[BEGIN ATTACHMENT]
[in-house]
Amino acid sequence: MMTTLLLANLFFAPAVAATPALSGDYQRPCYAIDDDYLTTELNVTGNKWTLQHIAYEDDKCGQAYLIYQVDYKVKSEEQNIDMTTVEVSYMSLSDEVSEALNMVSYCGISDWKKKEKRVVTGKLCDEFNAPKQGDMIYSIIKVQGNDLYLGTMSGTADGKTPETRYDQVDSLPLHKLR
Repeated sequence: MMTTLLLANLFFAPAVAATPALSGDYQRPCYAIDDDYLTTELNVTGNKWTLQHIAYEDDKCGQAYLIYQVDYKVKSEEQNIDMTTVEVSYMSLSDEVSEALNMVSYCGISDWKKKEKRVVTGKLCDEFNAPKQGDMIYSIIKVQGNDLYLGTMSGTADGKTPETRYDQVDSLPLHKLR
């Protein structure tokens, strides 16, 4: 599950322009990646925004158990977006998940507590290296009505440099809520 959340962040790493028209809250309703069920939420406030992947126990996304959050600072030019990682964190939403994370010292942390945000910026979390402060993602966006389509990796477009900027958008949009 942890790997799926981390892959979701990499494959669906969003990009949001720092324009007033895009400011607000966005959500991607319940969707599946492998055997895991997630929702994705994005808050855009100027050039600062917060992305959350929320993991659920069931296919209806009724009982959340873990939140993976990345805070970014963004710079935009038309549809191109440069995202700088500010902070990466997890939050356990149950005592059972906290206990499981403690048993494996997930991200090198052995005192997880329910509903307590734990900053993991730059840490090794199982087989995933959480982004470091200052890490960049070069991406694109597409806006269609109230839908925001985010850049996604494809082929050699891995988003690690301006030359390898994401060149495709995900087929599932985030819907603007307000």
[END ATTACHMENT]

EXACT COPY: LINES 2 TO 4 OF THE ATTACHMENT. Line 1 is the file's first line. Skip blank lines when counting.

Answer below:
Amino acid sequence: MMTTLLLANLFFAPAVAATPALSGDYQRPCYAIDDDYLTTELNVTGNKWTLQHIAYEDDKCGQAYLIYQVDYKVKSEEQNIDMTTVEVSYMSLSDEVSEALNMVSYCGISDWKKKEKRVVTGKLCDEFNAPKQGDMIYSIIKVQGNDLYLGTMSGTADGKTPETRYDQVDSLPLHKLR
Repeated sequence: MMTTLLLANLFFAPAVAATPALSGDYQRPCYAIDDDYLTTELNVTGNKWTLQHIAYEDDKCGQAYLIYQVDYKVKSEEQNIDMTTVEVSYMSLSDEVSEALNMVSYCGISDWKKKEKRVVTGKLCDEFNAPKQGDMIYSIIKVQGNDLYLGTMSGTADGKTPETRYDQVDSLPLHKLR
């Protein structure tokens, strides 16, 4: 599950322009990646925004158990977006998940507590290296009505440099809520 959340962040790493028209809250309703069920939420406030992947126990996304959050600072030019990682964190939403994370010292942390945000910026979390402060993602966006389509990796477009900027958008949009 942890790997799926981390892959979701990499494959669906969003990009949001720092324009007033895009400011607000966005959500991607319940969707599946492998055997895991997630929702994705994005808050855009100027050039600062917060992305959350929320993991659920069931296919209806009724009982959340873990939140993976990345805070970014963004710079935009038309549809191109440069995202700088500010902070990466997890939050356990149950005592059972906290206990499981403690048993494996997930991200090198052995005192997880329910509903307590734990900053993991730059840490090794199982087989995933959480982004470091200052890490960049070069991406694109597409806006269609109230839908925001985010850049996604494809082929050699891995988003690690301006030359390898994401060149495709995900087929599932985030819907603007307000």